Heather Jagman is the coordinator of reference, instruction, and academic engagement and the subject liaison to the Theatre School at DePaul University Library in Chicago. She was an ERIAL Project participant and a 2013 ACRL IMLS Assessment in Action grant recipient. She is particularly interested in information literacy and library user behavior.Troy A. Swanson is the teaching and learning librarian and the library department chair at Moraine Valley Community College in Palos Hills, Illinois, where he is also the president of the Moraine Valley Faculty Association. Troy is the author of the book Managing Social Media in Libraries: Finding Collaboration, Coordination, and Focus and coauthor of the textbook Why White Rice? Thinking through Writing. He has published on social media, website usability, and information literacy. Troy is also a contributor to the Tame the Web blog.
- Table of Contents
- About the Authors
Not Just Where to Click: Teaching Students How to Think about Information explores how librarians and faculty work together to teach students about the nature of expertise, authority, and credibility. It provides practical approaches for motivating students to explore their beliefs, biases, and ways of interpreting the world.
This book also includes chapters that bridge the gap between the epistemological stances and threshold concepts held by librarians and faculty, and those held by students, focusing on pedagogies that challenge students to evaluate authority, connect to prior knowledge and construct new knowledge in a world of information abundance. Authors draw from a deep pool of perspectives including social psychology, critical theory, and various philosophical traditions.
Contributors to the nineteen chapters in this volume offer a balance of theoretical and applied approaches to teaching information literacy, supplying readers with accessible and innovative ideas ready to be put into practice.
Not Just Where to Click is appropriate for all types of academic libraries, and is also suitable for library and information science curricula and collections.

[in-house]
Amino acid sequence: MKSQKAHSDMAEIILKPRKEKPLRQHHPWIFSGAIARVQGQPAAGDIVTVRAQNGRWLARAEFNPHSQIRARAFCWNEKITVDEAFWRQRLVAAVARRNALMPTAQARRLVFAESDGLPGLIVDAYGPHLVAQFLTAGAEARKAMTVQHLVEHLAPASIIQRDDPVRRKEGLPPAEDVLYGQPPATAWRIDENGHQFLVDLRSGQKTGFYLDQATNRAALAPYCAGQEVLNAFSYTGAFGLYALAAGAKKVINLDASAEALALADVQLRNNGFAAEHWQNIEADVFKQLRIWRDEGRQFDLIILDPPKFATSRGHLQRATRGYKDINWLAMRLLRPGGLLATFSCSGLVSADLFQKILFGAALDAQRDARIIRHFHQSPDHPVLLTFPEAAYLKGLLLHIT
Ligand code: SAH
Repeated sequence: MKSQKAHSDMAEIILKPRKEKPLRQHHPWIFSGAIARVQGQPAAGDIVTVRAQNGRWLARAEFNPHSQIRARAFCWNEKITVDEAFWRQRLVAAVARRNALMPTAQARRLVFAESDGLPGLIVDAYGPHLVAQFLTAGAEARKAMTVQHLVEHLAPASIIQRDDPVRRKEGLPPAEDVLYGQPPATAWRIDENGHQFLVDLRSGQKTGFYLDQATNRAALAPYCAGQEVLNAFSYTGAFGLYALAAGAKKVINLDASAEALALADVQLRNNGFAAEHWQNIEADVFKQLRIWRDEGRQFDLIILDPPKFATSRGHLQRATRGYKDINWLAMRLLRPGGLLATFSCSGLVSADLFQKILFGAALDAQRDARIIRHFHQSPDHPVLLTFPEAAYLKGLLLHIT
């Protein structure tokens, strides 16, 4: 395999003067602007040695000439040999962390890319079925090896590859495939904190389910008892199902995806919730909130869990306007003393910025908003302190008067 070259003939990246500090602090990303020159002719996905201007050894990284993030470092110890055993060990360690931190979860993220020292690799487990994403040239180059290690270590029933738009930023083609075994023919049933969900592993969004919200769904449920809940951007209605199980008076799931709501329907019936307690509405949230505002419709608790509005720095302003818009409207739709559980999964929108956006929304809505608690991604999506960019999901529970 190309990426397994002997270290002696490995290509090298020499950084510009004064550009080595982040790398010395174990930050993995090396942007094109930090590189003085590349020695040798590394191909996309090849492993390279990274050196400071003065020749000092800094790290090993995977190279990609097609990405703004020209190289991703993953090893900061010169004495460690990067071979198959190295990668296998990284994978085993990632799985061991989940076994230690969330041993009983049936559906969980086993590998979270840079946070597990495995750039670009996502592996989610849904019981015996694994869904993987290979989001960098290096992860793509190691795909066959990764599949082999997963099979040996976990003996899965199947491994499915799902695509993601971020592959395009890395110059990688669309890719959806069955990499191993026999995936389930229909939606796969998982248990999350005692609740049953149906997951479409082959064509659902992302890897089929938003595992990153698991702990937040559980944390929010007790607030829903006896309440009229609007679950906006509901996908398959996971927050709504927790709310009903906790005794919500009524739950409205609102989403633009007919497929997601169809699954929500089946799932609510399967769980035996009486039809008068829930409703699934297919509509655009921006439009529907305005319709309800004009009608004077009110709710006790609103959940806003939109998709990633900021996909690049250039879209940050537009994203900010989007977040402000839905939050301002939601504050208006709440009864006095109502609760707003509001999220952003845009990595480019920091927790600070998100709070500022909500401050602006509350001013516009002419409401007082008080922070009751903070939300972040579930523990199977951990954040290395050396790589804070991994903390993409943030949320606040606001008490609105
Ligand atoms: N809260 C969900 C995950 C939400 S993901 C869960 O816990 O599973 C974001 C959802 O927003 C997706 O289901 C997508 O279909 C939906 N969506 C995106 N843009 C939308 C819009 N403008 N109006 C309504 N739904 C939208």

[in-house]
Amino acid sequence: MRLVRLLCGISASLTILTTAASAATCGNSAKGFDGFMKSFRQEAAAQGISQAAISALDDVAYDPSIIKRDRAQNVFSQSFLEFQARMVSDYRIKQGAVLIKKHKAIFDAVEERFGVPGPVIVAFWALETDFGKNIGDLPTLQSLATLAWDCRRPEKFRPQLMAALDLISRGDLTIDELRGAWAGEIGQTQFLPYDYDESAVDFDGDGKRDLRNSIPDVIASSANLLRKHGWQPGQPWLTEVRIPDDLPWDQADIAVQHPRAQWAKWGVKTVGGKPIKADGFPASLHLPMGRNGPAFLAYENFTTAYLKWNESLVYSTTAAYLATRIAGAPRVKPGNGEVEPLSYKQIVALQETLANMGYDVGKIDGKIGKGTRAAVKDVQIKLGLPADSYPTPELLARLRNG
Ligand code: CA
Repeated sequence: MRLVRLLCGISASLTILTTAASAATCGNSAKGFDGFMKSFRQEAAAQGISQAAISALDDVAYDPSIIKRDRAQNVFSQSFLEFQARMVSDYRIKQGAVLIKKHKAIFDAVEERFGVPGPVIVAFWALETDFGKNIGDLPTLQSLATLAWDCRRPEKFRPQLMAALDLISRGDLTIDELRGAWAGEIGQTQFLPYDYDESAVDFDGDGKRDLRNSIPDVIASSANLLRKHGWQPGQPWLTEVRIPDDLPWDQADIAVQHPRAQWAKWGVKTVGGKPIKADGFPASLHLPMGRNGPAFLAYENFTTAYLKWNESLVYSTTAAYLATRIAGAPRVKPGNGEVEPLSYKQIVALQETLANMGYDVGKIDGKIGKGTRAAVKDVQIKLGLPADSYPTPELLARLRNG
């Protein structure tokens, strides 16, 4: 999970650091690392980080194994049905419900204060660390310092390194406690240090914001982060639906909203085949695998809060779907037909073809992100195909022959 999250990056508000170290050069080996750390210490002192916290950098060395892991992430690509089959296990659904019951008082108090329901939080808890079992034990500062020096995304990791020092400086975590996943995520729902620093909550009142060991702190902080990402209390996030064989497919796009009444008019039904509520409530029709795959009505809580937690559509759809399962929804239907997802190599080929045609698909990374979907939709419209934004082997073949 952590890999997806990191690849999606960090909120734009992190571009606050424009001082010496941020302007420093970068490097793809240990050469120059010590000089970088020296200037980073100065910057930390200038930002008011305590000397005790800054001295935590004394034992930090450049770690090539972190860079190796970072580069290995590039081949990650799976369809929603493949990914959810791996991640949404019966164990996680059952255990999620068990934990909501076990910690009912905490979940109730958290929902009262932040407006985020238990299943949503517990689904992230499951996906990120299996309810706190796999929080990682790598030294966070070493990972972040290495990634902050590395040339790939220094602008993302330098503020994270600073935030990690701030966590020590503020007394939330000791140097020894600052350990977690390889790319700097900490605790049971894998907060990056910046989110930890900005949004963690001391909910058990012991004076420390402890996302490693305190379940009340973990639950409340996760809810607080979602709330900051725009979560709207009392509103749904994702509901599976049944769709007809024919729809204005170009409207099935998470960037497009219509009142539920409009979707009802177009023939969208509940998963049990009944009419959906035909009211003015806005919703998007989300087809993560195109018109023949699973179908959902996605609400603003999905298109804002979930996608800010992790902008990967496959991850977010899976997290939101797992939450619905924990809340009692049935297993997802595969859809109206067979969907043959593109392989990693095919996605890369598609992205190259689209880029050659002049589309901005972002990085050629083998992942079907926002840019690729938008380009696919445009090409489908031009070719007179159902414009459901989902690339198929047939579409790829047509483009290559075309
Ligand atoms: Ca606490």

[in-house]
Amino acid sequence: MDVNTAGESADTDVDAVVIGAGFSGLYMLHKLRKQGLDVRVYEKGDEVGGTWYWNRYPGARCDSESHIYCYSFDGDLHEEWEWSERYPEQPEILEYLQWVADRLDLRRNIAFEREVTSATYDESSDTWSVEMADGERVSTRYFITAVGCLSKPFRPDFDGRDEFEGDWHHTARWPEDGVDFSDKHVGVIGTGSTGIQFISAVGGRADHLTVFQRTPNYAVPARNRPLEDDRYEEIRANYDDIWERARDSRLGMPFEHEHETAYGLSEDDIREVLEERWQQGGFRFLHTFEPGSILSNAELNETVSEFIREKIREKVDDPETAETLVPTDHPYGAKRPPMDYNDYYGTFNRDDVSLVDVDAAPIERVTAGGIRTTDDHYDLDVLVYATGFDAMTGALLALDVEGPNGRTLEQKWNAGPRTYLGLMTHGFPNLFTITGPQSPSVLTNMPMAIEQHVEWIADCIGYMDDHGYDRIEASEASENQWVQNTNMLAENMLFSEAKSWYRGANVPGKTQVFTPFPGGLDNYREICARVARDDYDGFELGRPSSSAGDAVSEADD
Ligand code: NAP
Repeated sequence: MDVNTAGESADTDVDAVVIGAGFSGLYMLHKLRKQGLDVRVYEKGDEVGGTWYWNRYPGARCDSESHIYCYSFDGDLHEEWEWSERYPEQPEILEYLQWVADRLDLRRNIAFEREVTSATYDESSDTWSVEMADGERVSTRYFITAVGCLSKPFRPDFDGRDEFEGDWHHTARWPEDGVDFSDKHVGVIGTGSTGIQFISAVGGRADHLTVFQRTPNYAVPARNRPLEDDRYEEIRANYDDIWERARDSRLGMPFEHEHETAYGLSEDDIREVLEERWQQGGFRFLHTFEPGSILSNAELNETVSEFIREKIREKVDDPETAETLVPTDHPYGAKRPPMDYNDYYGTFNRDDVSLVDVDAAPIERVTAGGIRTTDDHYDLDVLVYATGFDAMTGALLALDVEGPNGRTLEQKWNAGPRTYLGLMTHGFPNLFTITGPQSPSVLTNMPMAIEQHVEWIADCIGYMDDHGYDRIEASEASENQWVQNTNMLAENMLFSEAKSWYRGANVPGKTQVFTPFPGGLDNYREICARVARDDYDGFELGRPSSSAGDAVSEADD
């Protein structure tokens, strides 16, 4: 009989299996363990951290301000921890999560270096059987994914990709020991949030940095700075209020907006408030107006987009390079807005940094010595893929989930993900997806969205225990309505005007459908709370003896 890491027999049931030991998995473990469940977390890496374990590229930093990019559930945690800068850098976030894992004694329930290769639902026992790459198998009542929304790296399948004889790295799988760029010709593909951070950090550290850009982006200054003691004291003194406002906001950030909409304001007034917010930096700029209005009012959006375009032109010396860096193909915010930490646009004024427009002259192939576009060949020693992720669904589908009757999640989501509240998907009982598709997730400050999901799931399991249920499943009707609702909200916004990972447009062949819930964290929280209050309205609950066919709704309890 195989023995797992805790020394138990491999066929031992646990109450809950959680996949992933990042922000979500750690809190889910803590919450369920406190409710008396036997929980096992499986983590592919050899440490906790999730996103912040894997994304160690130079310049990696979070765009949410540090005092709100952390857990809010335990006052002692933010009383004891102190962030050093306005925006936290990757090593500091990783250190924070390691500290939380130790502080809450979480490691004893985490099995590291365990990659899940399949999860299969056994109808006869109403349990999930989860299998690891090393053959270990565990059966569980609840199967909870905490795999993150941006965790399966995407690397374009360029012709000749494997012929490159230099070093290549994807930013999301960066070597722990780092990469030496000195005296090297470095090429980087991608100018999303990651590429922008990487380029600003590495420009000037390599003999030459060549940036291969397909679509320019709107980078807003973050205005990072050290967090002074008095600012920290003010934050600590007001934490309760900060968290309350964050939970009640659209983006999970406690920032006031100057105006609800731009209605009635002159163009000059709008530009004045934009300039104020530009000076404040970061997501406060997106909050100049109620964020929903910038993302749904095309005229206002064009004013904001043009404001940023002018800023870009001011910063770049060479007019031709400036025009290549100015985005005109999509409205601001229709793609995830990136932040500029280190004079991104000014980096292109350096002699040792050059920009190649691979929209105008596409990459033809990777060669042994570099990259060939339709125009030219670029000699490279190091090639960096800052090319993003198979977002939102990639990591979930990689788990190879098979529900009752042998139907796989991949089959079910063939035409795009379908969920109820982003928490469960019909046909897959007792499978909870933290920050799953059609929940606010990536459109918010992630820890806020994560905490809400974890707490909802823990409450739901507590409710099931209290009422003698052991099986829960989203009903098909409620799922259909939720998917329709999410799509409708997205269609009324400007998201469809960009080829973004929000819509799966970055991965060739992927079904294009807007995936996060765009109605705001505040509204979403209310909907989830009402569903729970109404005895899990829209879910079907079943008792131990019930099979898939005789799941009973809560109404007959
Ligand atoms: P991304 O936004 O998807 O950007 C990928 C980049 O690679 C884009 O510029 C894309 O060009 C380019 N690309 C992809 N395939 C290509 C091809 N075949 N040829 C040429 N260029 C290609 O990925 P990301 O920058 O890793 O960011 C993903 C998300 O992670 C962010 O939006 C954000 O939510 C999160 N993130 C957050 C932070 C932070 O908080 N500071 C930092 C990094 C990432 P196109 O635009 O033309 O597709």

Chapter 1. Theories of Knowledge in Library and Information ScienceLane WilkinsonChapter 2. Beyond Tools and Skills: Putting Information Back into Information LiteracyBeth McDonoughChapter 3. Librarianspeak: Metaphors That Reflect (and Shape) the Ethos and Practice of Academic LibrarianshipMaryBeth Meszaros and Alison M. LewisChapter 4. The Social Life of Knowledge: Faculty EpistemologiesBarbara Fister
Chapter 5. Generation Z: Information Facts and FictionsAshley Cole, Trenia Napier, and Brad MarcumChapter 6. Search Epistemology: Teaching Students about Information DiscoveryAndrew D. AsherChapter 7. Studying Sources: Truth, Method, and Teaching BibliographyPatricia BrownChapter 8. Towards an Assumption Responsive Information Literacy Curriculum: Lessons from Student Qualitative DataRob Morrison and Deana Greenfield
Chapter 9. Expertise and Authority in an Age of CrowdsourcingWilliam B. BadkeChapter 10. Knowledge Societies: Learning for a Diverse WorldAlison HicksChapter 11. Student Author(ity): Engaging Students in ScholarshipBrian W. Young and Daniel Von Holten
Chapter 12. From Counting Sources to Sources That Count: Reframing Authority and Accountability in First-Year CompositionNicole Walls and Amy Pajewski
Chapter 13. Through a Mirror Darkly: A Postmodern Approach to Teaching Expertise, Authority, and BiasStephen A. SandersChapter 14. Librarians and Students: Making the ConnectionsJulie Obst and Joe EshlemanChapter 15. Fragmented Stories: Uncovering News Bias through Information Literacy InstructionWillie Miller
Chapter 16. Logical Fallacies and Sleight of Mind: Rhetorical Analysis as a Tool for Teaching Critical ThinkingJessica Critten, Anne C. Barnhart, and Craig SchroerChapter 17. Scholarly Storytelling: Using Stories as a Roadmap to Authentic and Creative Library ResearchRebecca Halpern and Lisa LeporeChapter 18. Doing It Yourself: Special Collections as a Springboard for Personal, Critical Approaches to InformationLucy Mulroney and Patrick WilliamsChapter 19. Witnessing the World: Journalism, Skepticism, and Information LiteracyLaura Saunders
"If you are looking to raise the bar in your IL sessions, I highly recommend this book."
— College & Research Libraries